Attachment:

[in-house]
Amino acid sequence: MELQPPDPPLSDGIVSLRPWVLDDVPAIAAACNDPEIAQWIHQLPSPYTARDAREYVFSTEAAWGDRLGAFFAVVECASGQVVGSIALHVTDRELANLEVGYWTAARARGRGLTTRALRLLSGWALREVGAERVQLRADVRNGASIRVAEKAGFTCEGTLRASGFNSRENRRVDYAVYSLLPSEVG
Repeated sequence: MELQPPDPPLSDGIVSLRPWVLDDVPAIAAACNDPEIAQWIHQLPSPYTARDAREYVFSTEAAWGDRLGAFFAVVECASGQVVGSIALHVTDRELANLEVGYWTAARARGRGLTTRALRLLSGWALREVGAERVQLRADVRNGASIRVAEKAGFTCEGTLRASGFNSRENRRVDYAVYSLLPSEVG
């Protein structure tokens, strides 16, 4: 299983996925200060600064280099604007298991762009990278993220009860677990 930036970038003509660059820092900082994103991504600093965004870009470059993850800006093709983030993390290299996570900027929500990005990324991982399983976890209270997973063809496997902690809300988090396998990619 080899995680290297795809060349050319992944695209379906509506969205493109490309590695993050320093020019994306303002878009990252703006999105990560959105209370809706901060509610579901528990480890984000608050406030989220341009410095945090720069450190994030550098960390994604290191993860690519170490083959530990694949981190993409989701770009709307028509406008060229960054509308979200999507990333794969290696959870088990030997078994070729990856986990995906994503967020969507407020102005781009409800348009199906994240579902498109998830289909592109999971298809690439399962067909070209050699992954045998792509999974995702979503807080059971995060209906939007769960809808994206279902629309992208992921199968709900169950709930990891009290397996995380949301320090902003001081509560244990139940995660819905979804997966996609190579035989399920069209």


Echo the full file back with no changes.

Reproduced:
[in-house]
Amino acid sequence: MELQPPDPPLSDGIVSLRPWVLDDVPAIAAACNDPEIAQWIHQLPSPYTARDAREYVFSTEAAWGDRLGAFFAVVECASGQVVGSIALHVTDRELANLEVGYWTAARARGRGLTTRALRLLSGWALREVGAERVQLRADVRNGASIRVAEKAGFTCEGTLRASGFNSRENRRVDYAVYSLLPSEVG
Repeated sequence: MELQPPDPPLSDGIVSLRPWVLDDVPAIAAACNDPEIAQWIHQLPSPYTARDAREYVFSTEAAWGDRLGAFFAVVECASGQVVGSIALHVTDRELANLEVGYWTAARARGRGLTTRALRLLSGWALREVGAERVQLRADVRNGASIRVAEKAGFTCEGTLRASGFNSRENRRVDYAVYSLLPSEVG
């Protein structure tokens, strides 16, 4: 299983996925200060600064280099604007298991762009990278993220009860677990 930036970038003509660059820092900082994103991504600093965004870009470059993850800006093709983030993390290299996570900027929500990005990324991982399983976890209270997973063809496997902690809300988090396998990619 080899995680290297795809060349050319992944695209379906509506969205493109490309590695993050320093020019994306303002878009990252703006999105990560959105209370809706901060509610579901528990480890984000608050406030989220341009410095945090720069450190994030550098960390994604290191993860690519170490083959530990694949981190993409989701770009709307028509406008060229960054509308979200999507990333794969290696959870088990030997078994070729990856986990995906994503967020969507407020102005781009409800348009199906994240579902498109998830289909592109999971298809690439399962067909070209050699992954045998792509999974995702979503807080059971995060209906939007769960809808994206279902629309992208992921199968709900169950709930990891009290397996995380949301320090902003001081509560244990139940995660819905979804997966996609190579035989399920069209």